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Locals claim bullying by giant Chevron

Feb 06, 2013
From wire reports

Locals claim bullying by giant Chevron
BIG OIL: Chevron has the task to find out if there is any gas hidden in Lithuania’s hills.


VILNIUS - Lithuanian Prime Minister Algirdas Butkevicius says that shale gas exploration must be done according to the environmental requirements, and that this will convince the public on moving ahead with exploration in the country, reports ELTA.

“Resistance towards innovation is always strong at first. The public will be definitely convinced, but if it keeps on resisting, then I think we will have to find a way to do the exploration, make a step in order to attract investment. This is done not at the expense of people, but we as a state must know what resources we have. If we are stubborn without reason, even though we see that no harm is done to the community and nature, then I do not understand such decisions,” said the PM in a meeting on shale gas exploration on Monday.

But skeptics remain. Once again, a U.S.-based company offers to rescue Lithuania, say the critics. This time it is Chevron. It promises to find inexhaustible resources of shale and liberate Lithuania from Russian dependency.
The most prominent American ‘rescue operation’ was performed when Williams managed oil company Mazeikiu Nafta. It may have cost up to 1 billion litas (289.6 million euros) to Lithuania, while the American company quietly transferred shares to Russian Yukos and once again made a profit, they assert. Lithuania did not learn a thing, they add.
On Feb. 4, Chevron representatives promoting shale gas exploration and extraction met with President Dalia Grybauskaite and Prime Minister Butkevicius. Chevron is currently participating in a tender of shale gas and oil exploration and extraction organized by the Ministry of Environment. It is said that the company would like to invest 80 million litas in Lithuania only for shale gas exploration, but the price of which fluctuates on the open market.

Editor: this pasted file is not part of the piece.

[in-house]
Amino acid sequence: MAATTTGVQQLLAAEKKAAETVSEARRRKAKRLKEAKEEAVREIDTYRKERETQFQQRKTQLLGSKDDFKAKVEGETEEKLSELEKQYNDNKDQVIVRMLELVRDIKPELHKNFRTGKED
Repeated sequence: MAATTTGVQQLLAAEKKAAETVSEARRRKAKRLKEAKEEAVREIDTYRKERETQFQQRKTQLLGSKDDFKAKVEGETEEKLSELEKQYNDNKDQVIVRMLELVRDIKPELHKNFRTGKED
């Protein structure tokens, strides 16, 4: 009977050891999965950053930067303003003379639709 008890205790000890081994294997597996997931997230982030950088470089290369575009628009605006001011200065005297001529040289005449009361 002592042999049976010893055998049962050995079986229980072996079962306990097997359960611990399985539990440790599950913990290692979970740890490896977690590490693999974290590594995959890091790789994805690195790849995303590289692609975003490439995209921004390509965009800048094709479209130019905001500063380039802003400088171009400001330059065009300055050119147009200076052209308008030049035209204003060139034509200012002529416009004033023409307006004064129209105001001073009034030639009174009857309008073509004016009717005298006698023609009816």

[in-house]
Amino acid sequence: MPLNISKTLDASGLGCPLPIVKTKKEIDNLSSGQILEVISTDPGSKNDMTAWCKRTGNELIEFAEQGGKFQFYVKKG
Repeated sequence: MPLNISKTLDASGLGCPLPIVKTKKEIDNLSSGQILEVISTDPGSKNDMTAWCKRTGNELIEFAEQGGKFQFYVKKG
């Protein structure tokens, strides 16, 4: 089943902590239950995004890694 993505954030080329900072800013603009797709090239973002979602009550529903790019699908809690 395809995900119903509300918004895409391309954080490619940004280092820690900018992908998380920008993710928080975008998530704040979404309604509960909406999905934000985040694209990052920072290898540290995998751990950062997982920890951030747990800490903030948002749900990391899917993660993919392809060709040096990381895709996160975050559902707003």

President Grybauskaite says that if Chevron’s exploration in the western part of Lithuania will be successful, then shale gas may become an additional alternative to expensive Russian gas. The Seimas and the government said that the extraction of this gas is one of the government’s policy priorities because it is believed to be economically justified. Meanwhile, Lithuania’s greens say that shale gas extraction is extremely dangerous from an ecological point of view because, in order to extract these energy resources, rocks are fractured hydraulically using high volumes at high pressures of water saturated with several kinds of chemicals.

The president of the Lithuanian energy consultants association Valdas Lukosevicius says that even if the country has such mineral resources, there is no need to invite investors from abroad “using force” as is currently happening with Chevron, which is being promoted on the highest level.

A signatory of the Act of Independence, Rolandas Paulauskas, believes that the fuss over shale gas is happening not because it is a very cheap fuel that would help Lithuania to avoid Russian gas. “The problem of shale is not just the matter of gas; it is a geopolitical issue, in which Lithuania has been involved in as an insignificant player between the East and the West,” says Paulauskas. “The U.S. allowing the Chevron Company [to work] with us for only 80 million litas has a clear goal to push away Russia’s Gazprom from the European Union. Today a battle for the soul is taking place, while we are just small screws included in a big game just because of our geographical location,” says Paulauskas.
“I think that Lithuania will once again lose in a game of big players,” he said, reports Respublika.

Chevron representatives say that local business will be the first to feel the benefits of shale gas exploration, whereas when, or if, the extraction starts, the entire state will profit. Chevron is the second largest U.S. energy company. They are planning to look for shale gas in the Taurage region. The U.S. energy giant has a challenge ahead - to convince the local communities to allow exploration their land.

The daily Lietuvos Rytas has already reported that residents of three Taurage region villages are willing to fight to the end to prevent exploration on their land. Chevron will try to talk with the local residents. The president pointed out that the dialogue with the local communities must be active. Shale gas exploration must meet environmental requirements, whereas information presented to the public must be as clear and understandable as possible.

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